The Pros and Cons of Marriage Counseling

The Pros and Cons of Marriage Counseling<br>NOVA Estate Lawyers - Leesburg, VA

The Pros and Cons of Marriage Counseling
NOVA Estate Lawyers – Leesburg, VA

Once couples realize that something is wrong with their marriage, there are a number of choices they can make: they can read self-help books and try to fix it themselves, they can seek advice from friends and family, they can engage with a professional marriage counselor, or they can do nothing—each with varying results, with doing nothing having the least chance for success.

Most couples do not have the experience to know how to navigate through tough times. They fall in love and expect the fairytale life, while in reality, they repeat patterns and dynamics that are not productive and often hurtful, and wonder why the problems never seem to get fixed.

The purpose of marriage counseling overall is to teach couples effective methods of working together to resolve conflict in a marriage so they can function independent of a third party. By facing old habits and patterns, and making efforts to establish new and healthier ones, couples can learn to identify problem areas and learn new and better ways of communication.

As with anything, marriage counseling has its pros and cons:

Pros
The overall goal of marriage counseling is to resolve issues and improve and strengthen the relationship between a married couple or those involved in a committed relationship. It uncovers perhaps-unseen ways of interacting that are detrimental, as well as brings buried anger to light so that it can be resolved.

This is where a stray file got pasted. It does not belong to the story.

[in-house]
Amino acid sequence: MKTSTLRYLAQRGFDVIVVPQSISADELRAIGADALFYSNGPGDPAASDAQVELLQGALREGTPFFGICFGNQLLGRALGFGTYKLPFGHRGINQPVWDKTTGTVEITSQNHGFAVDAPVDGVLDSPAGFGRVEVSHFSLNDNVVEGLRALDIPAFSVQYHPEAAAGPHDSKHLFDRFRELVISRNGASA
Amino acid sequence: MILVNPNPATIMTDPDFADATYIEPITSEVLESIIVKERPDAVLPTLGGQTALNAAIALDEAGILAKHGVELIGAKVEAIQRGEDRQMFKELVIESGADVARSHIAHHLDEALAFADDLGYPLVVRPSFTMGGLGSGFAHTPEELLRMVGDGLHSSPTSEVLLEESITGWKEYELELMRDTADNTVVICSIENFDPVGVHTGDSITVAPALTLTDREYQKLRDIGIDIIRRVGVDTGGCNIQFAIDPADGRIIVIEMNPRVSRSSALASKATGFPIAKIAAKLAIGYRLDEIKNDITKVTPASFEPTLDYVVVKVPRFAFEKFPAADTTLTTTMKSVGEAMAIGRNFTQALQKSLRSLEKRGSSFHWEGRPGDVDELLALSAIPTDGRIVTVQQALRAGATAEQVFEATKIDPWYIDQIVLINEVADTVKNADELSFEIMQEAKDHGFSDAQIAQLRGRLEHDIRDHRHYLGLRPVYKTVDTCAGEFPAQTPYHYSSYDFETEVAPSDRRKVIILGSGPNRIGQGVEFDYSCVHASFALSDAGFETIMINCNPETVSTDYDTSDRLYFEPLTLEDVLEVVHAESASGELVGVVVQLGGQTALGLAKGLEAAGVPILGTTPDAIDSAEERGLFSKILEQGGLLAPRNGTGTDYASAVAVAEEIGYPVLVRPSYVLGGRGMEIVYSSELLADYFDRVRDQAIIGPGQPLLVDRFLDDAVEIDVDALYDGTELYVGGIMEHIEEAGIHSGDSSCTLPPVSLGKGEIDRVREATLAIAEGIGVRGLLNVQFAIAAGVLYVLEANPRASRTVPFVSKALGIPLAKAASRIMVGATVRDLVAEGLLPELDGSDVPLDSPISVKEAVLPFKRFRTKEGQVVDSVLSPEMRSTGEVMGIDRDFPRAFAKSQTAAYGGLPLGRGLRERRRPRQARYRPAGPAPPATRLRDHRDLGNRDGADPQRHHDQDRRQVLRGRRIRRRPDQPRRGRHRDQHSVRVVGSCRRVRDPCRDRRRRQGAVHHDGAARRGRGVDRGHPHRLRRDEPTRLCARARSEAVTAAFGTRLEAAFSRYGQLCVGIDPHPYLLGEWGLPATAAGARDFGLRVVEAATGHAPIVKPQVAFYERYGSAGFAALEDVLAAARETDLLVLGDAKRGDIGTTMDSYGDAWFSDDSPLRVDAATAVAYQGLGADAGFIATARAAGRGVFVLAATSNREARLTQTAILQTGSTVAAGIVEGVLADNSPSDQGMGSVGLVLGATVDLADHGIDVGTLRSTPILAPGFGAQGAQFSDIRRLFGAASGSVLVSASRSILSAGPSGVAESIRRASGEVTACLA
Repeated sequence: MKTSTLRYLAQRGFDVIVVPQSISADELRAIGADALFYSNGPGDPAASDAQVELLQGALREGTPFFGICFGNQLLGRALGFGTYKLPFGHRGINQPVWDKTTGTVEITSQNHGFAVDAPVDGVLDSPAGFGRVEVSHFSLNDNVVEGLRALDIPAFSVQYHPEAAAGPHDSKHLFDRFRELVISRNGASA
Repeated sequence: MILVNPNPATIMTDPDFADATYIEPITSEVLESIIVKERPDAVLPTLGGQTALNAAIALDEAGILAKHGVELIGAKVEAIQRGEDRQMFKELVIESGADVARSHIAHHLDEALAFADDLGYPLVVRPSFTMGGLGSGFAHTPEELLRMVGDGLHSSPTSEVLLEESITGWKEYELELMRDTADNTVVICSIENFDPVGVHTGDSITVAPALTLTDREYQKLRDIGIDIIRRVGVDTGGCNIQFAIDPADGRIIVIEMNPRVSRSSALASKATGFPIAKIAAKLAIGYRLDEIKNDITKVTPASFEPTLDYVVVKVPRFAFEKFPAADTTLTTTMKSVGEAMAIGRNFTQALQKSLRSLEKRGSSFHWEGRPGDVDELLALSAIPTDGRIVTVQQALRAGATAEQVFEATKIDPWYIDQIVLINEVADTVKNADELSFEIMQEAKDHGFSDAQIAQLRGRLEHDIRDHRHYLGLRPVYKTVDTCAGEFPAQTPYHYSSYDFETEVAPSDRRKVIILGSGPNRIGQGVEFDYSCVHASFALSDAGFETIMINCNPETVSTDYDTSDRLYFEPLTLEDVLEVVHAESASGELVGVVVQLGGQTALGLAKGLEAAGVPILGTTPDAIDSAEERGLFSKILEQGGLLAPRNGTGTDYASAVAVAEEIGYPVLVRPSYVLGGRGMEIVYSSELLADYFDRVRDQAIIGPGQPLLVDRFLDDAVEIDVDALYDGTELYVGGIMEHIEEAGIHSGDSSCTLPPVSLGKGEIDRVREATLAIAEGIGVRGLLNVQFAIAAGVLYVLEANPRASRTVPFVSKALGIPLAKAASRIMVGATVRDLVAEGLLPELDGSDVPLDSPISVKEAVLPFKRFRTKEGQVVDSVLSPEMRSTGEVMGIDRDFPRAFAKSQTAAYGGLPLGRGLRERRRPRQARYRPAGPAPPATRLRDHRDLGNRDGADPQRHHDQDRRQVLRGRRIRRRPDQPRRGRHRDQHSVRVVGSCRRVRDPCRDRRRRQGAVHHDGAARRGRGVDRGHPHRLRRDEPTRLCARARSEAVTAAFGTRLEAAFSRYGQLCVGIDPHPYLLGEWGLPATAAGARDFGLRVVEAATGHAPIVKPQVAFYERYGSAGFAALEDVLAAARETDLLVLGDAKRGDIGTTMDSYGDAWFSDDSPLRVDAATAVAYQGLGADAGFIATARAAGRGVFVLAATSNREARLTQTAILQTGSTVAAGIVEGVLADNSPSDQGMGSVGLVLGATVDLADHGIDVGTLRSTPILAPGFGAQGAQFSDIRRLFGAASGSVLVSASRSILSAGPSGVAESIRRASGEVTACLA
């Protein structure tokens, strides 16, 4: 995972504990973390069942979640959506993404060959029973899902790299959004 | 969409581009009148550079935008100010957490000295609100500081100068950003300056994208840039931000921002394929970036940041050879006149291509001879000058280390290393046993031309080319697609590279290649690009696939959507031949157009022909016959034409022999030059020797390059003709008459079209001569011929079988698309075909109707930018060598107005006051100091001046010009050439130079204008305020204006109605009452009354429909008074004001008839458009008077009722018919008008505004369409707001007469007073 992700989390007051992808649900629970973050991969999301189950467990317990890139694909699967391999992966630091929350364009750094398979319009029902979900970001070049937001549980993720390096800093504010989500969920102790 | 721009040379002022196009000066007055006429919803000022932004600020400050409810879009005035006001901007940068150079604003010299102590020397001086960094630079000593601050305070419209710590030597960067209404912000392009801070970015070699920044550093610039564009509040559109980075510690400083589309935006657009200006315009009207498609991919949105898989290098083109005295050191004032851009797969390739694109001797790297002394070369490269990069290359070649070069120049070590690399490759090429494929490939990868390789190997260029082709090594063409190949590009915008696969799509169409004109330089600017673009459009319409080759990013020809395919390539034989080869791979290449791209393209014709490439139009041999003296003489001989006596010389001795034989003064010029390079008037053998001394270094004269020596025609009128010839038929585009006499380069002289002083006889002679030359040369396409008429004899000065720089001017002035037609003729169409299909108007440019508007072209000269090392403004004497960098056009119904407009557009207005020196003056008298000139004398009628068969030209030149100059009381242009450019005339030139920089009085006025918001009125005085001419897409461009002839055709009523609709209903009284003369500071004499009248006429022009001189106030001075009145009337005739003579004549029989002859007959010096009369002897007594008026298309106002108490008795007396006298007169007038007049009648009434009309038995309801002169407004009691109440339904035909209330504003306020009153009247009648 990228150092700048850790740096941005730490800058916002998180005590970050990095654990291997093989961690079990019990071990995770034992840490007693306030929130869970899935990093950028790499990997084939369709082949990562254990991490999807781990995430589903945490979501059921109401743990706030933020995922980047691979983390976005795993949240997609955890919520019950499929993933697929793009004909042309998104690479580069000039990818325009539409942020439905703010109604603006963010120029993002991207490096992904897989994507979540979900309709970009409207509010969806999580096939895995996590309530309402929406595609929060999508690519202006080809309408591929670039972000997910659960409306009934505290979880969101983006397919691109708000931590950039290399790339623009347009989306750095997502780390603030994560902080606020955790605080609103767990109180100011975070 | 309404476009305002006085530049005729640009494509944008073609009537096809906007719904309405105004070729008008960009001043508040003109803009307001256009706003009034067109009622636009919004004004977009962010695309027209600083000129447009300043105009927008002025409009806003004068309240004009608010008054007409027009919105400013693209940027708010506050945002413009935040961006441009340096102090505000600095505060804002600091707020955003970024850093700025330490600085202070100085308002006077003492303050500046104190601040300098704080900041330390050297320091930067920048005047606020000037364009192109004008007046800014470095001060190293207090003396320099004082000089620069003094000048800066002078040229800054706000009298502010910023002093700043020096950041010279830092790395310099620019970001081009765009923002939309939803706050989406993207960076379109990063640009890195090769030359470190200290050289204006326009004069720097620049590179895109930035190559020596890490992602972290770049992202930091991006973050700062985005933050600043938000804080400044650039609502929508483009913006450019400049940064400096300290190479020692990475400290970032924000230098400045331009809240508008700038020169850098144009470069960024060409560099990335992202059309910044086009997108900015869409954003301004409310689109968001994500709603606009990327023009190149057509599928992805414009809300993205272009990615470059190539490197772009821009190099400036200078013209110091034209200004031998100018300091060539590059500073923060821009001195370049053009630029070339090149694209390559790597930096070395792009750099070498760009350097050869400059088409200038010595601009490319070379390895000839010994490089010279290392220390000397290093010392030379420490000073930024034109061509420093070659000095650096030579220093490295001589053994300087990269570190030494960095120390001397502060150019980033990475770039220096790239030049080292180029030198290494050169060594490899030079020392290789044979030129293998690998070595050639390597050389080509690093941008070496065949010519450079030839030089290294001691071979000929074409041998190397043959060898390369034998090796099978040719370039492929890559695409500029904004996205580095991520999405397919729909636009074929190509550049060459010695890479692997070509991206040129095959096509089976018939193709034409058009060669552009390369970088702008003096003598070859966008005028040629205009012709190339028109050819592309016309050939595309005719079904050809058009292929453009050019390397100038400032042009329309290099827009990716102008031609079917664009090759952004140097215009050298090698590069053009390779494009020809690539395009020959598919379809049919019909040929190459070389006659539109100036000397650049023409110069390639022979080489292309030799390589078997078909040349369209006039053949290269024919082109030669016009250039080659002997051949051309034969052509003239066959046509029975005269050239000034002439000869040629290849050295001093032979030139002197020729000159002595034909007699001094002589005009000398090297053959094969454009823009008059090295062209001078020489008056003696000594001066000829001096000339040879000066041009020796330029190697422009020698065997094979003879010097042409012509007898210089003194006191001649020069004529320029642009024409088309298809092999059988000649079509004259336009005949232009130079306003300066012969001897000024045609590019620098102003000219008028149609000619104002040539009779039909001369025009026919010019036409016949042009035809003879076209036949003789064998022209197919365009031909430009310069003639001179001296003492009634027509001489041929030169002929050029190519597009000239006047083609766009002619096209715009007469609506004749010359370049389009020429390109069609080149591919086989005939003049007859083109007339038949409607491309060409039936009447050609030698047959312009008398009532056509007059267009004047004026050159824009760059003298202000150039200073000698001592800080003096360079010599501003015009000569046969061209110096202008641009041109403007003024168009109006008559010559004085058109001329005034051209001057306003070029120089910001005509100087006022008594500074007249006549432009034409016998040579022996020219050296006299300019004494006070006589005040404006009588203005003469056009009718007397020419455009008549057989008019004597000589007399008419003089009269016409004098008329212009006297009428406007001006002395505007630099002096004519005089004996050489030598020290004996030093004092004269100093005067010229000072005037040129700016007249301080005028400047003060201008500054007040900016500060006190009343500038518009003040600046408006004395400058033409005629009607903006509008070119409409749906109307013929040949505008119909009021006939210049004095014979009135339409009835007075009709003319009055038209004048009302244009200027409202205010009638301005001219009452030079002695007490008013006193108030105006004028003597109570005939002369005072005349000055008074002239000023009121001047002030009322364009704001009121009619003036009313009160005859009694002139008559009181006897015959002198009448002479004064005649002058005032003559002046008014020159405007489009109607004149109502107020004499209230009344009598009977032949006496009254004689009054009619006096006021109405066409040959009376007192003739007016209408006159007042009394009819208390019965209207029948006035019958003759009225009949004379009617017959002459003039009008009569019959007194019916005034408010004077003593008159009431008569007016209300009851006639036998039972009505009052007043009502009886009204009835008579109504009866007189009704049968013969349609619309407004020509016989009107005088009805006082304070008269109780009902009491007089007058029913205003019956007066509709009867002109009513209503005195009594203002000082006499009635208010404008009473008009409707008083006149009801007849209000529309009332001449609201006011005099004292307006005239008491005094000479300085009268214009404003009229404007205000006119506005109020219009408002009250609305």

Through regular counseling sessions, couples share frustrations and truths before a neutral third party, who offers methods to move past them and ways to better handle disputes and problems when they arise. The use of personality assessments or other testing by a therapist, when effective, can aid couples in developing a better sense of their partner’s communication style and lead to learning ways to build a stronger foundation and more enriching marriage.  This can also translate to improved parenting skills for couples with children.

How well couples relate with their counselor can be more important that the treatment they provide. Couples should treat the selection of a therapist like a job interview, understanding that each of them must feel comfortable with the person selected in order to build trust in that person, and to then make real progress.  Do not be afraid to change counselors if one or both of you realize the person is not the right fit.

Cons
Marriage counseling doesn’t always work for everyone, and can uncover issues that cannot or will not be resolved.

It also requires both people in the marriage to commit to making a positive change, and, often, one spouse may seem less committed to the use of therapy and unmotivated to put in the work it takes for therapy to be most beneficiary to the marriage. It’s important to remember:  One spouse cannot fix a broken marriage; it takes both spouses to dedicate effort to looking at, acknowledging, and taking steps to resolving issues with a common goal, although there are times when only one person in a marriage may choose to work with a counselor alone. It depends on the circumstances. However, both partners must take responsibility for their role in the problems.